Dagger2, Butterknife: Dagger 2 analyses these dependencies for you and generates code to help wire them together. While there are other Java dependency injection frameworks, many of them suffered limitations in relying on XML, required validating dependency issues at run-time, or incurred performance penalties during start-up. Dagger 2 relies purely on using Java annotation processors and compile-time checks to analyse and verify dependencies. It is one of the most efficient dependency injection frameworks built to date.   Butterknife, Field and method binding for Android views which uses annotation processing to generate boilerplate code for you.

LeakCanary:  The memory leak can be a headache to detect and to resolve, small memory leaks can be hidden and may be seen after a long usage of the application and hunting memory leaks is not a simple task. 

Databinding MVVM: Android offers support to write declarative layouts using data binding. This minimizes the necessary code in your application logic to connect to the user interface elements.

RxJava & RxAndroid: This module adds the minimum classes to RxJava that make writing reactive components in Android applications easy and hassle-free. More specifically, it provides a Scheduler that schedules on the main thread or any given Looper.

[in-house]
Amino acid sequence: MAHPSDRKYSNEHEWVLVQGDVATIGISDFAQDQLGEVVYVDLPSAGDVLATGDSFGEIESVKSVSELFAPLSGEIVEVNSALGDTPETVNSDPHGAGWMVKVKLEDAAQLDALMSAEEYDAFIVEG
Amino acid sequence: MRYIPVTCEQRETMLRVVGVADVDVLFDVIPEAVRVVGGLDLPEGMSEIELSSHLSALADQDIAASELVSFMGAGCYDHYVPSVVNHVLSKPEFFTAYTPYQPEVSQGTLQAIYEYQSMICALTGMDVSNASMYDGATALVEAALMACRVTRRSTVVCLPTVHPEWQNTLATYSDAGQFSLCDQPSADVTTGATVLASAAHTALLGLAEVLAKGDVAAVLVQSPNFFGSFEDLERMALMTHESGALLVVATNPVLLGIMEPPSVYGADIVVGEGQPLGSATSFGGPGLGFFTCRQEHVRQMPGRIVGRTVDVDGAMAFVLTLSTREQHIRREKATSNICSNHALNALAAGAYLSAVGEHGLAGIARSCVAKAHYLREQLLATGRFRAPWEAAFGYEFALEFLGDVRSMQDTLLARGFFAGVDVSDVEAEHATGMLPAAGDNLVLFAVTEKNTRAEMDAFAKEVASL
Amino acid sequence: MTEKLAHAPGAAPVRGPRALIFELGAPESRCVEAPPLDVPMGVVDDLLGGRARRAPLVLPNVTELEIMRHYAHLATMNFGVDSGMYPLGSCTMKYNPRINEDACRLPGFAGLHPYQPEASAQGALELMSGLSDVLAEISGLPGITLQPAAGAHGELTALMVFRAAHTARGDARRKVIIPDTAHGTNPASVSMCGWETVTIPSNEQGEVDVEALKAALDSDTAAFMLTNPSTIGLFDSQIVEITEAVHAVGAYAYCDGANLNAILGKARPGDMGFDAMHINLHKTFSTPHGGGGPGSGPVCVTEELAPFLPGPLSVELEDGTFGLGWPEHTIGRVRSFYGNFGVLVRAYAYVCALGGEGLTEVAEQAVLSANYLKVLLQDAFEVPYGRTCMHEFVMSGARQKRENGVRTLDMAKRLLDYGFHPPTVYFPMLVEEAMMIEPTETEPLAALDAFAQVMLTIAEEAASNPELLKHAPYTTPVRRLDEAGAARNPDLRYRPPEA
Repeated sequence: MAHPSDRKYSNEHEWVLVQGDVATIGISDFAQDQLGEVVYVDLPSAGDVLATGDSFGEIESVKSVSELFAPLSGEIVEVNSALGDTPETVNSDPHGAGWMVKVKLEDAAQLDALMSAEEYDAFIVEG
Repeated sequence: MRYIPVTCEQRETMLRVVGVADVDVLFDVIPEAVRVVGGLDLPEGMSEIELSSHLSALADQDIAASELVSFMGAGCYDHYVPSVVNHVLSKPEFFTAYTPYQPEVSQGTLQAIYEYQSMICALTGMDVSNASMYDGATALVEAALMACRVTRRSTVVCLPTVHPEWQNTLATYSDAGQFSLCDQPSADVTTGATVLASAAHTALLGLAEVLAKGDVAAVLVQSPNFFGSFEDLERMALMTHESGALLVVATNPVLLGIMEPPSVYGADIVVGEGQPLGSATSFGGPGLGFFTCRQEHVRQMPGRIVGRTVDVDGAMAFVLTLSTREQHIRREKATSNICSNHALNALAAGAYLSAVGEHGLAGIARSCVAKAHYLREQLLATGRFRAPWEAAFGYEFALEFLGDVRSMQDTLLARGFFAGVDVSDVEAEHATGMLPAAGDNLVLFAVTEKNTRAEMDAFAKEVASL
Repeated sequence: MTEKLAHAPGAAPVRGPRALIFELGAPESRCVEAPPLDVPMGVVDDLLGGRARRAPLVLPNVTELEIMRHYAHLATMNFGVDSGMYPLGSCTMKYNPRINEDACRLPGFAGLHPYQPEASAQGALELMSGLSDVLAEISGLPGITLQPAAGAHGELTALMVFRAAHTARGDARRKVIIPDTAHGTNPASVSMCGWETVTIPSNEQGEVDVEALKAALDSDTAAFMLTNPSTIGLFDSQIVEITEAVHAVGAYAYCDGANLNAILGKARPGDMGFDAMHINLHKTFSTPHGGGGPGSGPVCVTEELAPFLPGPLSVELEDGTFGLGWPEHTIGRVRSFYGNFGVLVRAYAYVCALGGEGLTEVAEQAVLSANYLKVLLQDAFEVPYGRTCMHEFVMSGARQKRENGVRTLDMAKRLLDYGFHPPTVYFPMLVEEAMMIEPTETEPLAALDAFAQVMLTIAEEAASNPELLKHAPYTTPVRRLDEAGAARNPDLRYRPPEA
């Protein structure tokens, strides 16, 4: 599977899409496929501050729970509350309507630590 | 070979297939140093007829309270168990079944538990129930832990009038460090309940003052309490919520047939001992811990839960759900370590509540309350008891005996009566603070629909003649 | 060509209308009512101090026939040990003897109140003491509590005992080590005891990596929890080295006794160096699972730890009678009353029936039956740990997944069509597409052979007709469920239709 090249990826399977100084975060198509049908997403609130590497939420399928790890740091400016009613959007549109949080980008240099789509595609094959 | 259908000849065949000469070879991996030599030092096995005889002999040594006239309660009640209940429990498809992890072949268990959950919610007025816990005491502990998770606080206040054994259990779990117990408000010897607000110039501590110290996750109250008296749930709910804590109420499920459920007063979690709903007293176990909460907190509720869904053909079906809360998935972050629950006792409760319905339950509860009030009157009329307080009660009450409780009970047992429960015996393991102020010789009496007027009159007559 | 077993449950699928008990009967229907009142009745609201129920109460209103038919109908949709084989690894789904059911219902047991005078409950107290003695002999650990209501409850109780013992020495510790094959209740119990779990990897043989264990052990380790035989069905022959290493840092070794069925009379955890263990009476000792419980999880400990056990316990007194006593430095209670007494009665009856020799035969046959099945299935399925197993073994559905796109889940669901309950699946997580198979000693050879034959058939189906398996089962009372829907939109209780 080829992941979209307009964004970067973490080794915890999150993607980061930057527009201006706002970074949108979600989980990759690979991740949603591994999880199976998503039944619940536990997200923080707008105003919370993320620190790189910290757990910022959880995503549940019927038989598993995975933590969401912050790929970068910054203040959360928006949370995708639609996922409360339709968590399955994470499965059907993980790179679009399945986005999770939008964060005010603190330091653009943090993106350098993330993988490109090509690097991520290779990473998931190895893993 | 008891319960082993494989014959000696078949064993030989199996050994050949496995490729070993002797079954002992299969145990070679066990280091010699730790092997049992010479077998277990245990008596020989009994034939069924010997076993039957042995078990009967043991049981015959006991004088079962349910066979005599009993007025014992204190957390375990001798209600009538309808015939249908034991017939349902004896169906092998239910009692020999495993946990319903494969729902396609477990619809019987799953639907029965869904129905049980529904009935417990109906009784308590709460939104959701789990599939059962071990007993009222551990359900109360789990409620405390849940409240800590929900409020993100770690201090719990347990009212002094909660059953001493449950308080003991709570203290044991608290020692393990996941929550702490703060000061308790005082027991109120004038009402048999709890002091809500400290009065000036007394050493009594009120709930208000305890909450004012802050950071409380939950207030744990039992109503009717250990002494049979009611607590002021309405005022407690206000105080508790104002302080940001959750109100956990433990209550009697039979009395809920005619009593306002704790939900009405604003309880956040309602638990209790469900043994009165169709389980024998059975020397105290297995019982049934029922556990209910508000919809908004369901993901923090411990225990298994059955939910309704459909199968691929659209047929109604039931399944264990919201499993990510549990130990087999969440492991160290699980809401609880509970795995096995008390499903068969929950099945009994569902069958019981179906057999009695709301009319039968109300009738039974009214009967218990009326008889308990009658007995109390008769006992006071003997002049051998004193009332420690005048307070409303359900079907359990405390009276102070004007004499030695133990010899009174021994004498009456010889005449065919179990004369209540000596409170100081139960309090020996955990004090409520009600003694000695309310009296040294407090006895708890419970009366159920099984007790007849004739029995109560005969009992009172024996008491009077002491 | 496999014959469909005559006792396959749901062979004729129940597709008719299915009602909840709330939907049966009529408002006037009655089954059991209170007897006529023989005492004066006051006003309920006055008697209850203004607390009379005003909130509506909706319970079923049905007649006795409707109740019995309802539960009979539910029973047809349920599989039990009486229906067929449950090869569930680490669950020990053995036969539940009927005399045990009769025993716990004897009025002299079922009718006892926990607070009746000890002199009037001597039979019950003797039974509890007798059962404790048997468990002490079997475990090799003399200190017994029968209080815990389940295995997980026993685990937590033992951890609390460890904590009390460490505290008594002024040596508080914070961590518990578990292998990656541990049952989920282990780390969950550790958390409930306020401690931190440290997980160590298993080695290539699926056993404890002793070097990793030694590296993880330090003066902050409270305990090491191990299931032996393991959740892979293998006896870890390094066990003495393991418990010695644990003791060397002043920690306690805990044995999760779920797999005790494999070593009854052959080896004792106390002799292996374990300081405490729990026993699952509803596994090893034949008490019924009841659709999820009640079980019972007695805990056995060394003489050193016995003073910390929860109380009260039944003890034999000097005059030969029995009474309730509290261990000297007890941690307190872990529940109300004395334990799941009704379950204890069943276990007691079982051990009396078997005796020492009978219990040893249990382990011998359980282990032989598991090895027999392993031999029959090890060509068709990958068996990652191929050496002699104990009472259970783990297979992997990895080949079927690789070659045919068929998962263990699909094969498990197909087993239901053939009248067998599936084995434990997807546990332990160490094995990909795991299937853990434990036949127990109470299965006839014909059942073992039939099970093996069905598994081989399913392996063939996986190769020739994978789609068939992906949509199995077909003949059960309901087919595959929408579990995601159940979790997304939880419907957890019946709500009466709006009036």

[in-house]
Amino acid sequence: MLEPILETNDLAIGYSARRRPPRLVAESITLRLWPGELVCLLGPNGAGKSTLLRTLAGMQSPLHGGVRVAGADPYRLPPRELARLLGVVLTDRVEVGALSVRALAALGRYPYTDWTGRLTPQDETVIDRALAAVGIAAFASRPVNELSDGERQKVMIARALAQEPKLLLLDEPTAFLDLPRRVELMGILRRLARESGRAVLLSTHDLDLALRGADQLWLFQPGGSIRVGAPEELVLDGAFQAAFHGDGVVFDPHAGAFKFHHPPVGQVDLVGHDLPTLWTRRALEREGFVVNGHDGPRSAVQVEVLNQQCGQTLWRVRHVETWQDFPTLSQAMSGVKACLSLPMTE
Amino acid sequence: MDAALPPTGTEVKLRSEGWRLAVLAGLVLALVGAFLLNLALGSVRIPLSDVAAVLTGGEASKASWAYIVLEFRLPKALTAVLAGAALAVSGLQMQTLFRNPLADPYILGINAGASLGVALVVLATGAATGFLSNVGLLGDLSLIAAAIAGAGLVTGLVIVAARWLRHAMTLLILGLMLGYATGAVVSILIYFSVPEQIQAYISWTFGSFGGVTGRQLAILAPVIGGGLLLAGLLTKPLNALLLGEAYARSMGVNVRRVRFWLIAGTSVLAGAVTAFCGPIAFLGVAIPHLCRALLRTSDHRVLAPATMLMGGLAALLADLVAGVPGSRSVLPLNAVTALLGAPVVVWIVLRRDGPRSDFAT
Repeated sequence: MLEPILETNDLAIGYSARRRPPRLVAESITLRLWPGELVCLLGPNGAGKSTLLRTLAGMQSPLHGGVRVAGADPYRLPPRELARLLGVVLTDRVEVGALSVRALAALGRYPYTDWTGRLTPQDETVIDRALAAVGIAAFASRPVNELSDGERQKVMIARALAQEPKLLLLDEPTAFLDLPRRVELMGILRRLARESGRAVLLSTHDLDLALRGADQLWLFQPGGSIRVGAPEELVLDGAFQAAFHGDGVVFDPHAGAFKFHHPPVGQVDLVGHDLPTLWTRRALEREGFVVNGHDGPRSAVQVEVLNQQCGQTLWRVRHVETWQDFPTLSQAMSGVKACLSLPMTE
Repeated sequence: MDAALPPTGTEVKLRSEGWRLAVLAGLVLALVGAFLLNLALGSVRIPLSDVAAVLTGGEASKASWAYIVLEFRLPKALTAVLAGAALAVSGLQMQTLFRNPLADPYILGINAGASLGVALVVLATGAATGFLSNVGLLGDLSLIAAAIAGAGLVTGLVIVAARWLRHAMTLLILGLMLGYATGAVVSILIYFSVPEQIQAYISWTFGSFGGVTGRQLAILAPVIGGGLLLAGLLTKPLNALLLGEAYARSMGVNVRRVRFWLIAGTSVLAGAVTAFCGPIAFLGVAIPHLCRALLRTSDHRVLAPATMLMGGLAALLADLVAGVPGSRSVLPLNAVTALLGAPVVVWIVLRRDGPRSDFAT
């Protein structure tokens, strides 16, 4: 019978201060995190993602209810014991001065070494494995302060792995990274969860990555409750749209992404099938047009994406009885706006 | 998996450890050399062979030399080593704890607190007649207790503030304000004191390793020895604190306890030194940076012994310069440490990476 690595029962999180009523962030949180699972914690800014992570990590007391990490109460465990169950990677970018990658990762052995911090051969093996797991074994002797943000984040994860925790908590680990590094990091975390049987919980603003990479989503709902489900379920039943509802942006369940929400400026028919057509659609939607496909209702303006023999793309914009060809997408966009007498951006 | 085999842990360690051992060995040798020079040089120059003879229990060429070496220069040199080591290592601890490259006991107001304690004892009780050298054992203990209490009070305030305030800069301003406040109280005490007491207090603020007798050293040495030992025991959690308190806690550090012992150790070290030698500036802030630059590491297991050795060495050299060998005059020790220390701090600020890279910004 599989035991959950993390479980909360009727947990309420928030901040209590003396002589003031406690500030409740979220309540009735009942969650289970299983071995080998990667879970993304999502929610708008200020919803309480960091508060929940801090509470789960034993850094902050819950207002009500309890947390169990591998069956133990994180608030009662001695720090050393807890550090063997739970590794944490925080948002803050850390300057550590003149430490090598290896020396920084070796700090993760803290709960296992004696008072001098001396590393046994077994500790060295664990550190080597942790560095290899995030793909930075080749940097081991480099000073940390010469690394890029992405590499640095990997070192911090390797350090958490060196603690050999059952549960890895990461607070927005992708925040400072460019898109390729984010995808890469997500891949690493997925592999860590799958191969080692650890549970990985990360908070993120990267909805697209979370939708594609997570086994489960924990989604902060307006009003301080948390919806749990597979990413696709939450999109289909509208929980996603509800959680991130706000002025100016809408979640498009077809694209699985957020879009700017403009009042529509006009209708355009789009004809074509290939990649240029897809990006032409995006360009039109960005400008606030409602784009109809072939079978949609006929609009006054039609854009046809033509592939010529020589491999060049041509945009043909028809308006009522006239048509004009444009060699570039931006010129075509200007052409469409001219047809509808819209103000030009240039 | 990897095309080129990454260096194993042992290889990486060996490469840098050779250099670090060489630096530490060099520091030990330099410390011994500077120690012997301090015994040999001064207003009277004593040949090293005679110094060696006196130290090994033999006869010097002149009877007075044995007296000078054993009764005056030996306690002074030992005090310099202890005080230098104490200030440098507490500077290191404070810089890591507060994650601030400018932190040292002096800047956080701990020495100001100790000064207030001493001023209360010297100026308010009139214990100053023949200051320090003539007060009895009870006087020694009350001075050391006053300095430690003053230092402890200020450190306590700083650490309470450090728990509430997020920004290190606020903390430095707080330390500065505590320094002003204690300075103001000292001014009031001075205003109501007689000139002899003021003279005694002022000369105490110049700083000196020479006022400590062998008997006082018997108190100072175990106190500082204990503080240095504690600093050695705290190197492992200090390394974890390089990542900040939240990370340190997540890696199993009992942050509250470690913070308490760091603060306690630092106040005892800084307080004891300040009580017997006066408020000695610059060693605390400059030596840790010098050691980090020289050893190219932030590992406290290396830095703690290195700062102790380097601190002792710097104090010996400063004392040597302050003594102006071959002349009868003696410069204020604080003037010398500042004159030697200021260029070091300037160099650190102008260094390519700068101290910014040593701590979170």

MPAndroidChart: Using these libraries, drawing charts on Android could never be simpler. MPAndroidChart library works on Android API 8 and above, but if you are using animations, it works on API 11 and above. Animations is one of the greatest features apart from easy data input, this library could have. Somehow I feel animations give good user experience to an application. Through MPAndroidChart library, we can use more than 25 inbuilt animations, also can define custom animations.

Tuesday, 16 January 2018

Add/Remove View on the Top of Activity or Fragment Android

Add view on to the top of your activity or fragment i.e. in simple to add custom view above the AppCompact/Support Toolbar.

FrameLayout rootLayout = (FrameLayout) findViewById (;
View v = View.inflate(this, R.layout.overlay_layout, rootLayout);

Then when you want to remove it, below use the below code snippet

FrameLayout rootLayout = (FrameLayout)findViewById(;

Happy Coding :-)